Director/Screenplay – Marina de Van, Producers – Jean-Luc Ormieres & Patrick Sobelman, Photography – John Conroy, Music – Christophe Chassol, Visual Effects Supervisor – Guillaume Pondard, Visual Effects – Filmgate (Supervisor – Tor-Bjorn Olsson), Special Effects Supervisors – Anders Muammur, Prosthetics – Bowsie Workshop, Production Design – Tamara Comboy. Production Company – Ex Nihilo/Element Pictures/Filmgate Films/Film I Vast.
Missy Keating (Niamh), Marcella Plunkett (Nat Gallin), Padraic Delaney (Lucas Gallin), Charlotte Flyvholm (Tanya Collins), Stephen Wall (Matthew Collins), Robert Donnelly (Ryan Gallin), Susie Power (Lucy Gallin), Richard Dormer (Henry), Catherine Walker (Maud), Mark Huberman (Joseph)
Niamh’s parents have moved to a new home in the Irish countryside but she flees the house, fearful that something is trying to attack her. Returned home, Niamh wakes in the middle of the night as a force shakes the house and levitates objects to kill her parents, before burning the house down. She is found by emergency services workers protected inside a cupboard and holding the corpse of her baby brother. She is temporarily placed with Lucas and Nat Gallin and their family. Soon after she moves in there however, Niamh begins to manifest the same ability to move objects and this comes to threaten the Gallin family too.
I was very much impressed with French director/writer/actress Marina de Van a few years ago after discovering her first film In My Skin (2002), which she directs, writes and plays a woman who becomes obsessed with mutilating her own body. She did script work for Francois Ozon’s Criminal Lovers (1999) and 8 Women (2002), as well as Pascal Bonitzer’s Made in Paris (2006), while making acting appearances in most of these too. She subsequently went onto direct/write the surreal identity exchange film Don’t Look Back (2009) and the fairytale adaptation Hop O’My Thumb (2011). Dark Touch was her fourth film, her first made in English language, and was a pan-European production that was shot in Ireland.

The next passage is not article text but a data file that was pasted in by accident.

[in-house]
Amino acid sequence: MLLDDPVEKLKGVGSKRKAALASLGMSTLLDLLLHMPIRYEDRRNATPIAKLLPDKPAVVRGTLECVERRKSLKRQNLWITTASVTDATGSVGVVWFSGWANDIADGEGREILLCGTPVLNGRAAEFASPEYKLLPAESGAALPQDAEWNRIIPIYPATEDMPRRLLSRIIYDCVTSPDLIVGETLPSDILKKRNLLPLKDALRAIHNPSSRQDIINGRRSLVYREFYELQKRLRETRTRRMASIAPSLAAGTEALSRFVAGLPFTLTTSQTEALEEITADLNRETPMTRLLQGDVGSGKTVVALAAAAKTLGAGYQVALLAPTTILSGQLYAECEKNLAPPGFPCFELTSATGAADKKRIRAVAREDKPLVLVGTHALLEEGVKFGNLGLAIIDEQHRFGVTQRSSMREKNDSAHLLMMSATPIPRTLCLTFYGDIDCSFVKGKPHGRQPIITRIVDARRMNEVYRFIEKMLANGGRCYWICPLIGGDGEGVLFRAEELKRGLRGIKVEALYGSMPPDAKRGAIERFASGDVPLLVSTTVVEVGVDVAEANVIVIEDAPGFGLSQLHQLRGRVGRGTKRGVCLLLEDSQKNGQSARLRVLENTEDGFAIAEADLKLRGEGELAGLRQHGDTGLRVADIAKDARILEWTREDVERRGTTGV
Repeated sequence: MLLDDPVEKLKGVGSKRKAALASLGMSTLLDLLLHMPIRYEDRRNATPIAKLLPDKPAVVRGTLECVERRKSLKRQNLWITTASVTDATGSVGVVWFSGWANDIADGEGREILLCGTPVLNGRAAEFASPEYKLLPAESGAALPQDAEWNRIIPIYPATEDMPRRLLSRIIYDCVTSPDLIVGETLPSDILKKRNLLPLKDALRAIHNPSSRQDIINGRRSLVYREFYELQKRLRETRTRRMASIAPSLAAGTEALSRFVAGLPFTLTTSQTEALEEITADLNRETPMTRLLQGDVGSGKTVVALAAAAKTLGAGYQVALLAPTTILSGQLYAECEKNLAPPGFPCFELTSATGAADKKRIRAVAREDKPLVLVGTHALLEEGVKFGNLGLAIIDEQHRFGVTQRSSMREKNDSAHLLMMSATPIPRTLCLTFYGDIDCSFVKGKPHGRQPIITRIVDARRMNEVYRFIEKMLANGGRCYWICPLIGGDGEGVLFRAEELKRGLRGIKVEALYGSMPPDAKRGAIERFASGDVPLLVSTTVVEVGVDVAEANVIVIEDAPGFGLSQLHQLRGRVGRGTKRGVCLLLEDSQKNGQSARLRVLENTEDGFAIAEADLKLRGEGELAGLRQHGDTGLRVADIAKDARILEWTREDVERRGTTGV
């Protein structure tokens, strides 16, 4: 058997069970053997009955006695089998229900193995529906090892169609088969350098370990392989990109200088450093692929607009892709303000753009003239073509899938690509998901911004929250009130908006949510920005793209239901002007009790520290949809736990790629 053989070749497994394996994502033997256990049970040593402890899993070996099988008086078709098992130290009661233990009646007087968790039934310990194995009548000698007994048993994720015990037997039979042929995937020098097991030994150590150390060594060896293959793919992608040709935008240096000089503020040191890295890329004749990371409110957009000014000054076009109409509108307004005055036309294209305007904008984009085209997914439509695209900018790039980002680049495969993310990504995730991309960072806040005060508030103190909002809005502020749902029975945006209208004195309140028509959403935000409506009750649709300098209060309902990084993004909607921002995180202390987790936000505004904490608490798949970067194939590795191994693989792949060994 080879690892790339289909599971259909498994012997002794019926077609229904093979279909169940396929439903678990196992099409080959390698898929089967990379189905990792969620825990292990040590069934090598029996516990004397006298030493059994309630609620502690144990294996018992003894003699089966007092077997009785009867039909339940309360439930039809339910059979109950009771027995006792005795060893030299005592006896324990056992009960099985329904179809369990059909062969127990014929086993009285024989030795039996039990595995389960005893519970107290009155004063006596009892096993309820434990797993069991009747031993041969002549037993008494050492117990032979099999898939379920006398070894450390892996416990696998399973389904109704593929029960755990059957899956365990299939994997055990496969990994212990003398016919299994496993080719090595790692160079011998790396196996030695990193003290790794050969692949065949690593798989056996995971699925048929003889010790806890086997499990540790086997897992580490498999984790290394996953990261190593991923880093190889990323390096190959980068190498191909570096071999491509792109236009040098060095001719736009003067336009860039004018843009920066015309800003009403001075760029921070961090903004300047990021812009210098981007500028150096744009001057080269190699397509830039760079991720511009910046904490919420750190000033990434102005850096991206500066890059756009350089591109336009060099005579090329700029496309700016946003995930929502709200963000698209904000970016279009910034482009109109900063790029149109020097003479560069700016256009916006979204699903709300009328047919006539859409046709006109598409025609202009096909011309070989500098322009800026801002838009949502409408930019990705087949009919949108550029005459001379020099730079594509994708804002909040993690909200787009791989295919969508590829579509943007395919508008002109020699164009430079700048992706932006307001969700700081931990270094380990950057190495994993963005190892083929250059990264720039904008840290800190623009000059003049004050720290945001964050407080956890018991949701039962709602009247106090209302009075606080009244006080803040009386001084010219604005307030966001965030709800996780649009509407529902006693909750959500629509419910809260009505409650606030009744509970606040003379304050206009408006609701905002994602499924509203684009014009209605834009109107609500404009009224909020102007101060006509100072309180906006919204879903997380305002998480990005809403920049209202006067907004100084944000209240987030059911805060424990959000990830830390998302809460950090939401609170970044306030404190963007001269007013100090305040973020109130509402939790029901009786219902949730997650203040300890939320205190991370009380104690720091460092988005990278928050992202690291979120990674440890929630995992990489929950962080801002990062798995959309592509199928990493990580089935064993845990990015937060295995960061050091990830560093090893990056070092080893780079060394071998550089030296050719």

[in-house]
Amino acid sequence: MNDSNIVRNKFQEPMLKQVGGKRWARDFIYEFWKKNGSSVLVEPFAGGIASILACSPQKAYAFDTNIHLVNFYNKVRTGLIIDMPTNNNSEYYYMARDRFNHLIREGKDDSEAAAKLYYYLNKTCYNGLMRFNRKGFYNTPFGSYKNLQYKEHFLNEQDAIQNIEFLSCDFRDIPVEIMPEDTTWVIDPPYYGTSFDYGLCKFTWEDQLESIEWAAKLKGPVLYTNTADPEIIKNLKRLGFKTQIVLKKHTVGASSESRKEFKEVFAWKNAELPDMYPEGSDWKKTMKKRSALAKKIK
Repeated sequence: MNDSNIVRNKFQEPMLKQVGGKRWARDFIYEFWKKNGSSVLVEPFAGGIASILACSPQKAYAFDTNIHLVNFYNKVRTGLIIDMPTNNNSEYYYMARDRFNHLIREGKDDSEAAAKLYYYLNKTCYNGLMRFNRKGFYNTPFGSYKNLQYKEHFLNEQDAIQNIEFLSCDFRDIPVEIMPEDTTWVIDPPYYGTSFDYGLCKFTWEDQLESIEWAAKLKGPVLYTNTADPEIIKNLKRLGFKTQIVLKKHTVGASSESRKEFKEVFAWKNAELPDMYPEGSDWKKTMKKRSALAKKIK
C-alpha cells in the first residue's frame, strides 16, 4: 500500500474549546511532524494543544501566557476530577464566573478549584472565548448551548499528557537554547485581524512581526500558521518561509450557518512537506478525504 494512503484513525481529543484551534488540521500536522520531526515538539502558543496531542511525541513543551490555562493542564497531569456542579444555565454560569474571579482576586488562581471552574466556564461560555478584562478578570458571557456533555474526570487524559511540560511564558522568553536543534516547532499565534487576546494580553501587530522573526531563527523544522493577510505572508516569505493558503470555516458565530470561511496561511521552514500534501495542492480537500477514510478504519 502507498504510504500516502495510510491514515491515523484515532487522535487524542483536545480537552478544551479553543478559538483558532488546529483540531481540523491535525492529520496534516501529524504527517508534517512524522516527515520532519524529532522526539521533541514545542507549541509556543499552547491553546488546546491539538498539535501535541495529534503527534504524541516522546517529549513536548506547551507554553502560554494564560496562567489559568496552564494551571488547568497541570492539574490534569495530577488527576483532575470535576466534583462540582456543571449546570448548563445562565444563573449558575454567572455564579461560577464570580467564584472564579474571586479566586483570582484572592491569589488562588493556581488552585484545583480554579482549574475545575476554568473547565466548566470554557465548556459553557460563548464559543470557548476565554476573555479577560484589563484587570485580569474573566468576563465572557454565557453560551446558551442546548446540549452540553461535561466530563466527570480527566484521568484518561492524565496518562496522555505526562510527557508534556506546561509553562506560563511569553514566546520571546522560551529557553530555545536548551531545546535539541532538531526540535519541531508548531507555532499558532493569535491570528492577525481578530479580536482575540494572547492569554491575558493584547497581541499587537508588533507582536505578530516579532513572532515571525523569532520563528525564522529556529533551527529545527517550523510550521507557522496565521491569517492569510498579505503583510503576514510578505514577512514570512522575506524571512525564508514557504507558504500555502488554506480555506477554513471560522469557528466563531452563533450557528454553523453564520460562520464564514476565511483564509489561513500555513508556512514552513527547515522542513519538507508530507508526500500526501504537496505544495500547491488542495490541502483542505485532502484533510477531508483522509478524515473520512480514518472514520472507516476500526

Marina de Van’s films often seem in the surrealist mode more so than the horror/fantasy subjects she touches upon. What happens in them, what motivates the characters and why often seems opaque. What you could say about Dark Touch is that it is her most accessible and clearcut film yet. This could well be due to the move to English-language. Even as such, Dark Touch is much slower and quieter than the standard horror film. De Van shoots the Irish countryside with a cinematographer’s eye – there are shots of pastoral scenery, of horses grazing in a field that would be exquisite in any other photographer’s eyes but are turned into something brooding here.
Dark Touch starts to come to life whenever Marina de Van stages her psychic outbreak attacks. The first of these when it comes leaves you wondering what on Earth is happening – with parents Richard Dormer and Catherine Walker being battered and having bones broken by furniture slamming into them, they being forced to crawl across broken glass and impaled by screws from the furniture and pieces of a metal lamp.
You are not immediately aware that this is a psychic powers film until some way in – your first impression is of a malevolent spirit haunting the house. It soon becomes apparent that what we have is a variant on Carrie (1976) albeit rewritten as a story about child abuse – or at least about the trauma of child abuse. Especially effective is the scene with the abusive neighbour being battered all around her house by furniture and then stabbed with kitchen knives.
As the young girl, Missy Keating gives a wonderfully frightened performance, one that comes almost entirely without any dialogue. The film reaches a wonderfully chill ending where she turns the tables and forcibly treats her foster parents the same way they treated the children and makes all of them sit down at the table to eat dinner as the house burns around them.